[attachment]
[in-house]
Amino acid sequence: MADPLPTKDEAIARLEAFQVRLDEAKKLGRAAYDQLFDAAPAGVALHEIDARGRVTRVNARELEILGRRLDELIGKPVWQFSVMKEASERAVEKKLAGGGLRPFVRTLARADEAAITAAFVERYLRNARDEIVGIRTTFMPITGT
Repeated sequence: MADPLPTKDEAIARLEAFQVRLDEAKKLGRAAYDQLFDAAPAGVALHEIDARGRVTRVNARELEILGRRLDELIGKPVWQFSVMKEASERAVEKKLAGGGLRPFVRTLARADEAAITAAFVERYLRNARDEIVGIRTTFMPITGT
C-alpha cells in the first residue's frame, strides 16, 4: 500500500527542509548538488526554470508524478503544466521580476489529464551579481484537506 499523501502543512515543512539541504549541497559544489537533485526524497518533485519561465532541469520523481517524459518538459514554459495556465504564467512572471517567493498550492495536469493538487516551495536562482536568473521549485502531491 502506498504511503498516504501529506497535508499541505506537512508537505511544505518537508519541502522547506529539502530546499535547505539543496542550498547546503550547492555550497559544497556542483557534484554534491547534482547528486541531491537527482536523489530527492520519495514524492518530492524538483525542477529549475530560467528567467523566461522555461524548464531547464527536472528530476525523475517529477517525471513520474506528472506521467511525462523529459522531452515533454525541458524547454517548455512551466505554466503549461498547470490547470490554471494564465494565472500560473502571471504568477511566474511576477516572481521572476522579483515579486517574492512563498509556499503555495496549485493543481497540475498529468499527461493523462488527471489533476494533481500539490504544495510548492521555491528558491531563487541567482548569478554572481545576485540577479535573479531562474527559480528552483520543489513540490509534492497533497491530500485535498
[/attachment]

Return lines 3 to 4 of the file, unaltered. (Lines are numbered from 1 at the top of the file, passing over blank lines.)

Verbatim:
Repeated sequence: MADPLPTKDEAIARLEAFQVRLDEAKKLGRAAYDQLFDAAPAGVALHEIDARGRVTRVNARELEILGRRLDELIGKPVWQFSVMKEASERAVEKKLAGGGLRPFVRTLARADEAAITAAFVERYLRNARDEIVGIRTTFMPITGT
C-alpha cells in the first residue's frame, strides 16, 4: 500500500527542509548538488526554470508524478503544466521580476489529464551579481484537506 499523501502543512515543512539541504549541497559544489537533485526524497518533485519561465532541469520523481517524459518538459514554459495556465504564467512572471517567493498550492495536469493538487516551495536562482536568473521549485502531491 502506498504511503498516504501529506497535508499541505506537512508537505511544505518537508519541502522547506529539502530546499535547505539543496542550498547546503550547492555550497559544497556542483557534484554534491547534482547528486541531491537527482536523489530527492520519495514524492518530492524538483525542477529549475530560467528567467523566461522555461524548464531547464527536472528530476525523475517529477517525471513520474506528472506521467511525462523529459522531452515533454525541458524547454517548455512551466505554466503549461498547470490547470490554471494564465494565472500560473502571471504568477511566474511576477516572481521572476522579483515579486517574492512563498509556499503555495496549485493543481497540475498529468499527461493523462488527471489533476494533481500539490504544495510548492521555491528558491531563487541567482548569478554572481545576485540577479535573479531562474527559480528552483520543489513540490509534492497533497491530500485535498